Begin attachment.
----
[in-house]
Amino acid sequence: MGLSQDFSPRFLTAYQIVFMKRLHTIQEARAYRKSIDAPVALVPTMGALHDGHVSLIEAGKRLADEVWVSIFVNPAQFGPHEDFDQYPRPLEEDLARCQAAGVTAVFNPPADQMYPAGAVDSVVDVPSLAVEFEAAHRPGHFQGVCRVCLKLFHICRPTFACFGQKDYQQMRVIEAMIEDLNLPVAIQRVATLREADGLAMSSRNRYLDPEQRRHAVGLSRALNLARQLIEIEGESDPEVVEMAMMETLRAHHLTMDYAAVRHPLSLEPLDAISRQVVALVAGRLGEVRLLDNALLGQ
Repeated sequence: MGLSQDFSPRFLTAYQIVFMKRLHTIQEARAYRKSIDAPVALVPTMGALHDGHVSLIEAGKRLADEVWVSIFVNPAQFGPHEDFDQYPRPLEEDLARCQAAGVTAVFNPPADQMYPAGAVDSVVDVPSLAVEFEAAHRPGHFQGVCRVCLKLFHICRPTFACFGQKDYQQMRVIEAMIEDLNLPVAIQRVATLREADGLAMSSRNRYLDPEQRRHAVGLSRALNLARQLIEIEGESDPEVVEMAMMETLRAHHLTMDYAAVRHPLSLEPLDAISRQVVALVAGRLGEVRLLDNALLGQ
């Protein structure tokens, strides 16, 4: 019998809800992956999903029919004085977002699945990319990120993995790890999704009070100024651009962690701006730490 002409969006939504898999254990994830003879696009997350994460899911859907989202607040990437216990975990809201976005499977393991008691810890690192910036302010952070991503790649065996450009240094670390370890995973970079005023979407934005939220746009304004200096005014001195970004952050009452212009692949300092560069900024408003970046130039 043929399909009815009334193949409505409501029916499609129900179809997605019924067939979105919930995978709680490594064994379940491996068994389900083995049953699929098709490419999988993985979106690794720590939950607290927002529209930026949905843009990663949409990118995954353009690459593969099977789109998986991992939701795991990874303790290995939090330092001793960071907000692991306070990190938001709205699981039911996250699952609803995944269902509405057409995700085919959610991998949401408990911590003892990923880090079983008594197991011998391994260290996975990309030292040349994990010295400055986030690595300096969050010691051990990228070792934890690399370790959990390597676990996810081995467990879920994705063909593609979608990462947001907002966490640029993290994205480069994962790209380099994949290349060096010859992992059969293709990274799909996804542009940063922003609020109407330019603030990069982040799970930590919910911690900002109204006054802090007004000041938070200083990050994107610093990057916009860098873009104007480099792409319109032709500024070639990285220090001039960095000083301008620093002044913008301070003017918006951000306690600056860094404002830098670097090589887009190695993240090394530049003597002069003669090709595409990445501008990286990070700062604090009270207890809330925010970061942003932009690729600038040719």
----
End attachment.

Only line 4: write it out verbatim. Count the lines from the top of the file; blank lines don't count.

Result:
């Protein structure tokens, strides 16, 4: 019998809800992956999903029919004085977002699945990319990120993995790890999704009070100024651009962690701006730490 002409969006939504898999254990994830003879696009997350994460899911859907989202607040990437216990975990809201976005499977393991008691810890690192910036302010952070991503790649065996450009240094670390370890995973970079005023979407934005939220746009304004200096005014001195970004952050009452212009692949300092560069900024408003970046130039 043929399909009815009334193949409505409501029916499609129900179809997605019924067939979105919930995978709680490594064994379940491996068994389900083995049953699929098709490419999988993985979106690794720590939950607290927002529209930026949905843009990663949409990118995954353009690459593969099977789109998986991992939701795991990874303790290995939090330092001793960071907000692991306070990190938001709205699981039911996250699952609803995944269902509405057409995700085919959610991998949401408990911590003892990923880090079983008594197991011998391994260290996975990309030292040349994990010295400055986030690595300096969050010691051990990228070792934890690399370790959990390597676990996810081995467990879920994705063909593609979608990462947001907002966490640029993290994205480069994962790209380099994949290349060096010859992992059969293709990274799909996804542009940063922003609020109407330019603030990069982040799970930590919910911690900002109204006054802090007004000041938070200083990050994107610093990057916009860098873009104007480099792409319109032709500024070639990285220090001039960095000083301008620093002044913008301070003017918006951000306690600056860094404002830098670097090589887009190695993240090394530049003597002069003669090709595409990445501008990286990070700062604090009270207890809330925010970061942003932009690729600038040719």